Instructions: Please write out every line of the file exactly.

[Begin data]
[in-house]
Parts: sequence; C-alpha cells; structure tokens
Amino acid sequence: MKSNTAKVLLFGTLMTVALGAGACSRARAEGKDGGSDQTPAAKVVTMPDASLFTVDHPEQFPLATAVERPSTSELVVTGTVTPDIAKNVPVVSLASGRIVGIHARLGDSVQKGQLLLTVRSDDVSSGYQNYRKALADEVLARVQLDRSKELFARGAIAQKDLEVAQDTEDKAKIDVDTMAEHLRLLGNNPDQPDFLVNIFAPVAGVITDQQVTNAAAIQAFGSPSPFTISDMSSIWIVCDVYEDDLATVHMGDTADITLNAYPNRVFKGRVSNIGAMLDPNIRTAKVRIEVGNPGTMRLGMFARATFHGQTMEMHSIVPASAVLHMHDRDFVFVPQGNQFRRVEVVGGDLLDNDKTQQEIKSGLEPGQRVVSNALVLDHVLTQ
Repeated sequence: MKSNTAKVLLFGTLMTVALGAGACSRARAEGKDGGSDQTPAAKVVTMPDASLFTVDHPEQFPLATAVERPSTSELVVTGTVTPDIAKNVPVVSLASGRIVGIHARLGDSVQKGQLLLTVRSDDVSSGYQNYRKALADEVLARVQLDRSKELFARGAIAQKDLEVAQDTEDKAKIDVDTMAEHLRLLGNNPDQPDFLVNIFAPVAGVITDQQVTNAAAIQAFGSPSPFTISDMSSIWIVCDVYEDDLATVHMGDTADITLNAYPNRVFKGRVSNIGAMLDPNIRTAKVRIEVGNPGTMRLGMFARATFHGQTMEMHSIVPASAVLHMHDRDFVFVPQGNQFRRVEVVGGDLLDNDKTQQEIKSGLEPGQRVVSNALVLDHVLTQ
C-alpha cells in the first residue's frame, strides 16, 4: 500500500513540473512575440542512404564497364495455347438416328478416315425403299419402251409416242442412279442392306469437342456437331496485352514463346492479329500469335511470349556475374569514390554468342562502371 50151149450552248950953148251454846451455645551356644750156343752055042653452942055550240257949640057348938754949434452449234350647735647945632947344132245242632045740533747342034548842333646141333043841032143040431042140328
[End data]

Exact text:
[in-house]
Parts: sequence; C-alpha cells; structure tokens
Amino acid sequence: MKSNTAKVLLFGTLMTVALGAGACSRARAEGKDGGSDQTPAAKVVTMPDASLFTVDHPEQFPLATAVERPSTSELVVTGTVTPDIAKNVPVVSLASGRIVGIHARLGDSVQKGQLLLTVRSDDVSSGYQNYRKALADEVLARVQLDRSKELFARGAIAQKDLEVAQDTEDKAKIDVDTMAEHLRLLGNNPDQPDFLVNIFAPVAGVITDQQVTNAAAIQAFGSPSPFTISDMSSIWIVCDVYEDDLATVHMGDTADITLNAYPNRVFKGRVSNIGAMLDPNIRTAKVRIEVGNPGTMRLGMFARATFHGQTMEMHSIVPASAVLHMHDRDFVFVPQGNQFRRVEVVGGDLLDNDKTQQEIKSGLEPGQRVVSNALVLDHVLTQ
Repeated sequence: MKSNTAKVLLFGTLMTVALGAGACSRARAEGKDGGSDQTPAAKVVTMPDASLFTVDHPEQFPLATAVERPSTSELVVTGTVTPDIAKNVPVVSLASGRIVGIHARLGDSVQKGQLLLTVRSDDVSSGYQNYRKALADEVLARVQLDRSKELFARGAIAQKDLEVAQDTEDKAKIDVDTMAEHLRLLGNNPDQPDFLVNIFAPVAGVITDQQVTNAAAIQAFGSPSPFTISDMSSIWIVCDVYEDDLATVHMGDTADITLNAYPNRVFKGRVSNIGAMLDPNIRTAKVRIEVGNPGTMRLGMFARATFHGQTMEMHSIVPASAVLHMHDRDFVFVPQGNQFRRVEVVGGDLLDNDKTQQEIKSGLEPGQRVVSNALVLDHVLTQ
C-alpha cells in the first residue's frame, strides 16, 4: 500500500513540473512575440542512404564497364495455347438416328478416315425403299419402251409416242442412279442392306469437342456437331496485352514463346492479329500469335511470349556475374569514390554468342562502371 50151149450552248950953148251454846451455645551356644750156343752055042653452942055550240257949640057348938754949434452449234350647735647945632947344132245242632045740533747342034548842333646141333043841032143040431042140328